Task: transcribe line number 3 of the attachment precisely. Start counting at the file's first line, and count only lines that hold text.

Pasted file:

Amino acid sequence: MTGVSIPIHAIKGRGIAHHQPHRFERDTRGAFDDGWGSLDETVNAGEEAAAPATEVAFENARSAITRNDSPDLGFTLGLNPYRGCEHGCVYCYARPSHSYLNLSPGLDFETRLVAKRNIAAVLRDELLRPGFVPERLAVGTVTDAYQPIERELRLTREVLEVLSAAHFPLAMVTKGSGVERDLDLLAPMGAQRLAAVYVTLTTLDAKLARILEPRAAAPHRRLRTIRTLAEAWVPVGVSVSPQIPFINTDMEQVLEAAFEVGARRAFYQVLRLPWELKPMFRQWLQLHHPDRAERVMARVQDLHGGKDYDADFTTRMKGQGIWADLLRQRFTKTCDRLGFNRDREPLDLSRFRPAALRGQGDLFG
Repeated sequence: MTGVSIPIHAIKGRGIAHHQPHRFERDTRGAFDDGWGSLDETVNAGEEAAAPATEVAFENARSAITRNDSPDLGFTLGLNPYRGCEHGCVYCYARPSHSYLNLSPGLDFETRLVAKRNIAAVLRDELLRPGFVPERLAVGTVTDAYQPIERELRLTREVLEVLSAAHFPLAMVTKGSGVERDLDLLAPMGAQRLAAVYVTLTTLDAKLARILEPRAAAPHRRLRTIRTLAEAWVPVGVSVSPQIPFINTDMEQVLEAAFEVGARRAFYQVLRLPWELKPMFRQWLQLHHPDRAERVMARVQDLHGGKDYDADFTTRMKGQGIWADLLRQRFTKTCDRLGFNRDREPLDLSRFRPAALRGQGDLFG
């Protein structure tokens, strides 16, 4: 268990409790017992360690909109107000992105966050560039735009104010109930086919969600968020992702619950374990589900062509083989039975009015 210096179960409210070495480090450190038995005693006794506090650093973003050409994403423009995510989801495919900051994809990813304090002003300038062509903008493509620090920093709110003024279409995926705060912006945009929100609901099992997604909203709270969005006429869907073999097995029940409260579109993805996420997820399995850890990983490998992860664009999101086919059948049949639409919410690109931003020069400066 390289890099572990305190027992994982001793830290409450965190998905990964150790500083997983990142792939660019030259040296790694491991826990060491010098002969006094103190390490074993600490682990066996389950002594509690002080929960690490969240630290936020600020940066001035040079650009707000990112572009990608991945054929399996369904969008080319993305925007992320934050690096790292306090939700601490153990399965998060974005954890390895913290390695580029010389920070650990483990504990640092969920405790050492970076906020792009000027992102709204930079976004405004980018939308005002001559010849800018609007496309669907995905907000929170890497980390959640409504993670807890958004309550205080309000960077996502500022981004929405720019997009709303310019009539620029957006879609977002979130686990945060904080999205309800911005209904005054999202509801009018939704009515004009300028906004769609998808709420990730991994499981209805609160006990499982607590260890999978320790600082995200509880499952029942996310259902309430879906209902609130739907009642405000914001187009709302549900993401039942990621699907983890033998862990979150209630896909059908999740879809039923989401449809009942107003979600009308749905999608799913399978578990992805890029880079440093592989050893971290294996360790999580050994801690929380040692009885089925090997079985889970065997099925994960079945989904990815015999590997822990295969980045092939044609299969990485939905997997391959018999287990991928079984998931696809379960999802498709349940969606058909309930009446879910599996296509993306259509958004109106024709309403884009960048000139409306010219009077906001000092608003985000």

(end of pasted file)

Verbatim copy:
């Protein structure tokens, strides 16, 4: 268990409790017992360690909109107000992105966050560039735009104010109930086919969600968020992702619950374990589900062509083989039975009015 210096179960409210070495480090450190038995005693006794506090650093973003050409994403423009995510989801495919900051994809990813304090002003300038062509903008493509620090920093709110003024279409995926705060912006945009929100609901099992997604909203709270969005006429869907073999097995029940409260579109993805996420997820399995850890990983490998992860664009999101086919059948049949639409919410690109931003020069400066 390289890099572990305190027992994982001793830290409450965190998905990964150790500083997983990142792939660019030259040296790694491991826990060491010098002969006094103190390490074993600490682990066996389950002594509690002080929960690490969240630290936020600020940066001035040079650009707000990112572009990608991945054929399996369904969008080319993305925007992320934050690096790292306090939700601490153990399965998060974005954890390895913290390695580029010389920070650990483990504990640092969920405790050492970076906020792009000027992102709204930079976004405004980018939308005002001559010849800018609007496309669907995905907000929170890497980390959640409504993670807890958004309550205080309000960077996502500022981004929405720019997009709303310019009539620029957006879609977002979130686990945060904080999205309800911005209904005054999202509801009018939704009515004009300028906004769609998808709420990730991994499981209805609160006990499982607590260890999978320790600082995200509880499952029942996310259902309430879906209902609130739907009642405000914001187009709302549900993401039942990621699907983890033998862990979150209630896909059908999740879809039923989401449809009942107003979600009308749905999608799913399978578990992805890029880079440093592989050893971290294996360790999580050994801690929380040692009885089925090997079985889970065997099925994960079945989904990815015999590997822990295969980045092939044609299969990485939905997997391959018999287990991928079984998931696809379960999802498709349940969606058909309930009446879910599996296509993306259509958004109106024709309403884009960048000139409306010219009077906001000092608003985000």